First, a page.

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A Naked Titan Revealed by 13 Years of Cassini Data

19 Jul 2018, 18:36 UTC
A Naked Titan Revealed by 13 Years of Cassini Data
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Titan in visible light (left) and newly mapped in infrared (right), with its atmosphere removed.
Saturn’s largest moon Titan boasts the distinction of being the only moon in the solar system to have a thick atmosphere…so thick, in fact, that its surface is perpetually hidden from our view—but not from the view of the Cassini spacecraft’s infrared cameras!
Cassini, now over ten months gone after its Sept. 2017 plunge into Saturn, spent thirteen years in orbit around Saturn and during that time used its VIMS (Visual and Infrared Mapping Spectrometer, run by the University of Arizona) instrument during over 100 close passes by Titan, penetrating its optically-opaque cloud cover and gathering data on its surface features.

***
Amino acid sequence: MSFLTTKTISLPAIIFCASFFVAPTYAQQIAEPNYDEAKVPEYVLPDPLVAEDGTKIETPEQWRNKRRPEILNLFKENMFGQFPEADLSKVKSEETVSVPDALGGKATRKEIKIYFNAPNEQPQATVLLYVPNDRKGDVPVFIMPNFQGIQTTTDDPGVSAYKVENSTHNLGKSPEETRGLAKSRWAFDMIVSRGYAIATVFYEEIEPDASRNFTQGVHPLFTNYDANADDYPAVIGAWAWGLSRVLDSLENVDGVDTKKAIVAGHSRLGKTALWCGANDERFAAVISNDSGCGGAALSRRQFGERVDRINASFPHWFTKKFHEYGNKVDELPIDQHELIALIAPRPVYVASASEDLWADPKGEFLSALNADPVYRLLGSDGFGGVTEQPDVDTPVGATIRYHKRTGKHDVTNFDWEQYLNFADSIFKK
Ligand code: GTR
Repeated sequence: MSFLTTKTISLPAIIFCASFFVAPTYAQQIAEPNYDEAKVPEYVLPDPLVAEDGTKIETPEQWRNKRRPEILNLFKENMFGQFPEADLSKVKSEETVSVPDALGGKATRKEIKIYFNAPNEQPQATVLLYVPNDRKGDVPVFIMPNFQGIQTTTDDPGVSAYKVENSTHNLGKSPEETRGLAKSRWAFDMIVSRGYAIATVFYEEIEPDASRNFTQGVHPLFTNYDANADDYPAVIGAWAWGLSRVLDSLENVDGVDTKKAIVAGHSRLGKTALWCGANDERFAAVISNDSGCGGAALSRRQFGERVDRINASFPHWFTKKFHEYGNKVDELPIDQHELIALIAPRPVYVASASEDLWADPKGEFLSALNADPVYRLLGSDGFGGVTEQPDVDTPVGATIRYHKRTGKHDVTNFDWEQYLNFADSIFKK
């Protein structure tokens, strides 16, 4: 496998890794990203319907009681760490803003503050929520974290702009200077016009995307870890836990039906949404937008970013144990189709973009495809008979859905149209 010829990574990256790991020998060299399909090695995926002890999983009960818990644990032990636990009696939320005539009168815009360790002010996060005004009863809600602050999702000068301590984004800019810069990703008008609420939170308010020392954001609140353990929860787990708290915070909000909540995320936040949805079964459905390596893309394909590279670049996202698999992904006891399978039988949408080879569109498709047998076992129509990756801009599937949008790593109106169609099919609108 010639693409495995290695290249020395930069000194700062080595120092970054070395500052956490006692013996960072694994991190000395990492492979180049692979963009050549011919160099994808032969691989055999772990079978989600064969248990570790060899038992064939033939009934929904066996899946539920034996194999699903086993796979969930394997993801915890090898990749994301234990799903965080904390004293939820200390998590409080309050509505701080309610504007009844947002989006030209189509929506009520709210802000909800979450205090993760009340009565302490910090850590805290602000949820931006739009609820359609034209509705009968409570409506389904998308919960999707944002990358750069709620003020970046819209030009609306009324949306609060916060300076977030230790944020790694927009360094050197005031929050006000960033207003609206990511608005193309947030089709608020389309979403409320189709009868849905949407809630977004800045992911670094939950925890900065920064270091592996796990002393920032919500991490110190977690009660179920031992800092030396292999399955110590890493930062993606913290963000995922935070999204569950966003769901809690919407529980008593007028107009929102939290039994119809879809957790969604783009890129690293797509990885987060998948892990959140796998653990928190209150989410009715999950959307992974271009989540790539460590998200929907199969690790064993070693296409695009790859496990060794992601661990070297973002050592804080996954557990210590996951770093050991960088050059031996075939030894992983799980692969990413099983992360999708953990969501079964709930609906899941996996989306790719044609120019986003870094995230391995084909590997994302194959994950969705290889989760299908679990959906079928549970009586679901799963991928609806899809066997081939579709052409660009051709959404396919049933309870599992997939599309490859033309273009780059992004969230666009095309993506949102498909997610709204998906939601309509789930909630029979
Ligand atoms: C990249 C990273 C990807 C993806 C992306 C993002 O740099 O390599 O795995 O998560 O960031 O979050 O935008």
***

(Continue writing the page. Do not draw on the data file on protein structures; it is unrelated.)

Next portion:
Researchers have now taken that data and created an all new, near-seamless global map of Titan, making the best-yet “naked” view of the cloud-shrouded moon. (Don’t worry, it’s still SFW.)

These six infrared images of Saturn’s moon Titan represent some of the clearest, most seamless-looking global views of the icy moon’s surface produced so far. (NASA/JPL-Caltech/University of Nantes/University of Arizona)
Previous IR and synthetic-aperture radar maps of Titan were made from data acquired in relatively small sections at a time over the course of ...

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